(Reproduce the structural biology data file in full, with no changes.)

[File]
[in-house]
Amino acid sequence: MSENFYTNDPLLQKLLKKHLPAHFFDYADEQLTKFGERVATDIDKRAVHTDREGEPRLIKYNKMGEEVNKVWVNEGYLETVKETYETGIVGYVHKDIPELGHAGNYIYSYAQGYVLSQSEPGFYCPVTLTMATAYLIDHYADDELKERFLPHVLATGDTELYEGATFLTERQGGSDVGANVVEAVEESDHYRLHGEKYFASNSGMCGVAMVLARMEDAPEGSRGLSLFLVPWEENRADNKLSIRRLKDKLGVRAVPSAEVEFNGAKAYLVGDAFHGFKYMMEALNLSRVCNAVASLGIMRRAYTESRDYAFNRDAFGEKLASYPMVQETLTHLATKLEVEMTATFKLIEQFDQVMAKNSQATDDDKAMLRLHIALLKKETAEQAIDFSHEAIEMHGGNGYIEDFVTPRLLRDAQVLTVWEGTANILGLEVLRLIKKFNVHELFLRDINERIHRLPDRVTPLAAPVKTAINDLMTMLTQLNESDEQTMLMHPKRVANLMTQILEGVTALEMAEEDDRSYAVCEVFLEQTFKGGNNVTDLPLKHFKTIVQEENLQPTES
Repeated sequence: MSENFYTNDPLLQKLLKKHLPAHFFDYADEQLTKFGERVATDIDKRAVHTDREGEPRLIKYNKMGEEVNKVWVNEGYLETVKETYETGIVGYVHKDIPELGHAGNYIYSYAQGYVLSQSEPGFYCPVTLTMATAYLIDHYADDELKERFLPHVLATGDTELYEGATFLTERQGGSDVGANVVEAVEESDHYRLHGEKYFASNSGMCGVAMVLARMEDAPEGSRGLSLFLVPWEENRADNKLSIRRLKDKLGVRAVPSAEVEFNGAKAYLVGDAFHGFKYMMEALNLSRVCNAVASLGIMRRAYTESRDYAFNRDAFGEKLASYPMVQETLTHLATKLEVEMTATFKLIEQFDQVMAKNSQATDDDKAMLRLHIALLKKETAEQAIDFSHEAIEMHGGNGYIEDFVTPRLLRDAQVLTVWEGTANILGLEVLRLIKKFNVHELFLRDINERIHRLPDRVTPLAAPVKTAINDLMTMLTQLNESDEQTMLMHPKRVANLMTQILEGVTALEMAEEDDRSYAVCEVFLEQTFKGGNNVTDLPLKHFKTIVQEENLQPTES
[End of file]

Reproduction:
[in-house]
Amino acid sequence: MSENFYTNDPLLQKLLKKHLPAHFFDYADEQLTKFGERVATDIDKRAVHTDREGEPRLIKYNKMGEEVNKVWVNEGYLETVKETYETGIVGYVHKDIPELGHAGNYIYSYAQGYVLSQSEPGFYCPVTLTMATAYLIDHYADDELKERFLPHVLATGDTELYEGATFLTERQGGSDVGANVVEAVEESDHYRLHGEKYFASNSGMCGVAMVLARMEDAPEGSRGLSLFLVPWEENRADNKLSIRRLKDKLGVRAVPSAEVEFNGAKAYLVGDAFHGFKYMMEALNLSRVCNAVASLGIMRRAYTESRDYAFNRDAFGEKLASYPMVQETLTHLATKLEVEMTATFKLIEQFDQVMAKNSQATDDDKAMLRLHIALLKKETAEQAIDFSHEAIEMHGGNGYIEDFVTPRLLRDAQVLTVWEGTANILGLEVLRLIKKFNVHELFLRDINERIHRLPDRVTPLAAPVKTAINDLMTMLTQLNESDEQTMLMHPKRVANLMTQILEGVTALEMAEEDDRSYAVCEVFLEQTFKGGNNVTDLPLKHFKTIVQEENLQPTES
Repeated sequence: MSENFYTNDPLLQKLLKKHLPAHFFDYADEQLTKFGERVATDIDKRAVHTDREGEPRLIKYNKMGEEVNKVWVNEGYLETVKETYETGIVGYVHKDIPELGHAGNYIYSYAQGYVLSQSEPGFYCPVTLTMATAYLIDHYADDELKERFLPHVLATGDTELYEGATFLTERQGGSDVGANVVEAVEESDHYRLHGEKYFASNSGMCGVAMVLARMEDAPEGSRGLSLFLVPWEENRADNKLSIRRLKDKLGVRAVPSAEVEFNGAKAYLVGDAFHGFKYMMEALNLSRVCNAVASLGIMRRAYTESRDYAFNRDAFGEKLASYPMVQETLTHLATKLEVEMTATFKLIEQFDQVMAKNSQATDDDKAMLRLHIALLKKETAEQAIDFSHEAIEMHGGNGYIEDFVTPRLLRDAQVLTVWEGTANILGLEVLRLIKKFNVHELFLRDINERIHRLPDRVTPLAAPVKTAINDLMTMLTQLNESDEQTMLMHPKRVANLMTQILEGVTALEMAEEDDRSYAVCEVFLEQTFKGGNNVTDLPLKHFKTIVQEENLQPTES